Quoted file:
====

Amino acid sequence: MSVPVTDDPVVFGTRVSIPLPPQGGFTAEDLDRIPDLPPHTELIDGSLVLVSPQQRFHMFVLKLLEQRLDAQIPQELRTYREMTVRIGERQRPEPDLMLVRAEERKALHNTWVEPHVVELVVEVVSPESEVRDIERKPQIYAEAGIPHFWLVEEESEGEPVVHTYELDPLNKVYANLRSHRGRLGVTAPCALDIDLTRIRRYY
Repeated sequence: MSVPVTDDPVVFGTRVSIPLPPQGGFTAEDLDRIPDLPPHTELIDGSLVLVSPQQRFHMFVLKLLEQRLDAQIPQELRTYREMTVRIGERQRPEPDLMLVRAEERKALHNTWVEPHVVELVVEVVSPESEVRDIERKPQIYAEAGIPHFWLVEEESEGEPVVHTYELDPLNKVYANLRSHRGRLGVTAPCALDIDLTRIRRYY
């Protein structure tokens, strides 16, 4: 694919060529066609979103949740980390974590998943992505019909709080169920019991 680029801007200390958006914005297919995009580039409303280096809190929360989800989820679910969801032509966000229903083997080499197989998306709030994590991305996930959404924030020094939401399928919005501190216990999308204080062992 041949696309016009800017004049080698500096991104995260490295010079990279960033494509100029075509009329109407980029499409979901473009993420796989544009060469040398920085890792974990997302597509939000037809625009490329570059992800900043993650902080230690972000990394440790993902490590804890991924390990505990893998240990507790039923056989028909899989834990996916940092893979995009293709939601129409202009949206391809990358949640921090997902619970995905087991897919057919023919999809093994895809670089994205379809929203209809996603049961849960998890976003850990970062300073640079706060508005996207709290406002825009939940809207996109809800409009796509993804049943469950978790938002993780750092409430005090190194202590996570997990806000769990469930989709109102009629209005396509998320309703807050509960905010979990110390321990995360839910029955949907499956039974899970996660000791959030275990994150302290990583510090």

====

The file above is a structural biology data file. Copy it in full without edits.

Amino acid sequence: MSVPVTDDPVVFGTRVSIPLPPQGGFTAEDLDRIPDLPPHTELIDGSLVLVSPQQRFHMFVLKLLEQRLDAQIPQELRTYREMTVRIGERQRPEPDLMLVRAEERKALHNTWVEPHVVELVVEVVSPESEVRDIERKPQIYAEAGIPHFWLVEEESEGEPVVHTYELDPLNKVYANLRSHRGRLGVTAPCALDIDLTRIRRYY
Repeated sequence: MSVPVTDDPVVFGTRVSIPLPPQGGFTAEDLDRIPDLPPHTELIDGSLVLVSPQQRFHMFVLKLLEQRLDAQIPQELRTYREMTVRIGERQRPEPDLMLVRAEERKALHNTWVEPHVVELVVEVVSPESEVRDIERKPQIYAEAGIPHFWLVEEESEGEPVVHTYELDPLNKVYANLRSHRGRLGVTAPCALDIDLTRIRRYY
């Protein structure tokens, strides 16, 4: 694919060529066609979103949740980390974590998943992505019909709080169920019991 680029801007200390958006914005297919995009580039409303280096809190929360989800989820679910969801032509966000229903083997080499197989998306709030994590991305996930959404924030020094939401399928919005501190216990999308204080062992 041949696309016009800017004049080698500096991104995260490295010079990279960033494509100029075509009329109407980029499409979901473009993420796989544009060469040398920085890792974990997302597509939000037809625009490329570059992800900043993650902080230690972000990394440790993902490590804890991924390990505990893998240990507790039923056989028909899989834990996916940092893979995009293709939601129409202009949206391809990358949640921090997902619970995905087991897919057919023919999809093994895809670089994205379809929203209809996603049961849960998890976003850990970062300073640079706060508005996207709290406002825009939940809207996109809800409009796509993804049943469950978790938002993780750092409430005090190194202590996570997990806000769990469930989709109102009629209005396509998320309703807050509960905010979990110390321990995360839910029955949907499956039974899970996660000791959030275990994150302290990583510090």